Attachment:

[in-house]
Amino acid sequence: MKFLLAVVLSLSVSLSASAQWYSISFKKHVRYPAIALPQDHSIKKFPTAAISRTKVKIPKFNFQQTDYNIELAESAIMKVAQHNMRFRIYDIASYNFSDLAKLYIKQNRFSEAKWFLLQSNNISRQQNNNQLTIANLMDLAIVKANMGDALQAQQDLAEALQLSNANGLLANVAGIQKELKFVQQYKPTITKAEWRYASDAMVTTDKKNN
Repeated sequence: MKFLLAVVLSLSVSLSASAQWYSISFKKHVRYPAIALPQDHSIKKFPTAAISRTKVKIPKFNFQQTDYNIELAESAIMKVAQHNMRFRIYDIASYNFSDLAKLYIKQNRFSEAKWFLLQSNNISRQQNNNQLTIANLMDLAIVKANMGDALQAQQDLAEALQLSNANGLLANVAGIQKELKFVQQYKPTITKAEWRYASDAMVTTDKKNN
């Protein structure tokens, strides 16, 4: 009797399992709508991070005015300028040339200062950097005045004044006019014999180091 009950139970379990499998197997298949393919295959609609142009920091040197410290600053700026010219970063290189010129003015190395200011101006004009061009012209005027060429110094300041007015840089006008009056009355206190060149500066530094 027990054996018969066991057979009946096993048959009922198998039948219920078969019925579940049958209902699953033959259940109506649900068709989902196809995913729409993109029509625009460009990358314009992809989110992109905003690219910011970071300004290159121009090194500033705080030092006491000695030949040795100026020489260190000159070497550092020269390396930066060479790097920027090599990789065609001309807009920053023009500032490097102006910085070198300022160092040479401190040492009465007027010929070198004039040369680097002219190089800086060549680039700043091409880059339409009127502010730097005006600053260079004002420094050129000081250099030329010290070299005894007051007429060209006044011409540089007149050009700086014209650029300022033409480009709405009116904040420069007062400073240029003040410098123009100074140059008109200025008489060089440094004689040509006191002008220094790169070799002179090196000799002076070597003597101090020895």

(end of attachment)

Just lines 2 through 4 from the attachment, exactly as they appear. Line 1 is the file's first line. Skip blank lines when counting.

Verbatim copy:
Amino acid sequence: MKFLLAVVLSLSVSLSASAQWYSISFKKHVRYPAIALPQDHSIKKFPTAAISRTKVKIPKFNFQQTDYNIELAESAIMKVAQHNMRFRIYDIASYNFSDLAKLYIKQNRFSEAKWFLLQSNNISRQQNNNQLTIANLMDLAIVKANMGDALQAQQDLAEALQLSNANGLLANVAGIQKELKFVQQYKPTITKAEWRYASDAMVTTDKKNN
Repeated sequence: MKFLLAVVLSLSVSLSASAQWYSISFKKHVRYPAIALPQDHSIKKFPTAAISRTKVKIPKFNFQQTDYNIELAESAIMKVAQHNMRFRIYDIASYNFSDLAKLYIKQNRFSEAKWFLLQSNNISRQQNNNQLTIANLMDLAIVKANMGDALQAQQDLAEALQLSNANGLLANVAGIQKELKFVQQYKPTITKAEWRYASDAMVTTDKKNN
């Protein structure tokens, strides 16, 4: 009797399992709508991070005015300028040339200062950097005045004044006019014999180091 009950139970379990499998197997298949393919295959609609142009920091040197410290600053700026010219970063290189010129003015190395200011101006004009061009012209005027060429110094300041007015840089006008009056009355206190060149500066530094 027990054996018969066991057979009946096993048959009922198998039948219920078969019925579940049958209902699953033959259940109506649900068709989902196809995913729409993109029509625009460009990358314009992809989110992109905003690219910011970071300004290159121009090194500033705080030092006491000695030949040795100026020489260190000159070497550092020269390396930066060479790097920027090599990789065609001309807009920053023009500032490097102006910085070198300022160092040479401190040492009465007027010929070198004039040369680097002219190089800086060549680039700043091409880059339409009127502010730097005006600053260079004002420094050129000081250099030329010290070299005894007051007429060209006044011409540089007149050009700086014209650029300022033409480009709405009116904040420069007062400073240029003040410098123009100074140059008109200025008489060089440094004689040509006191002008220094790169070799002179090196000799002076070597003597101090020895």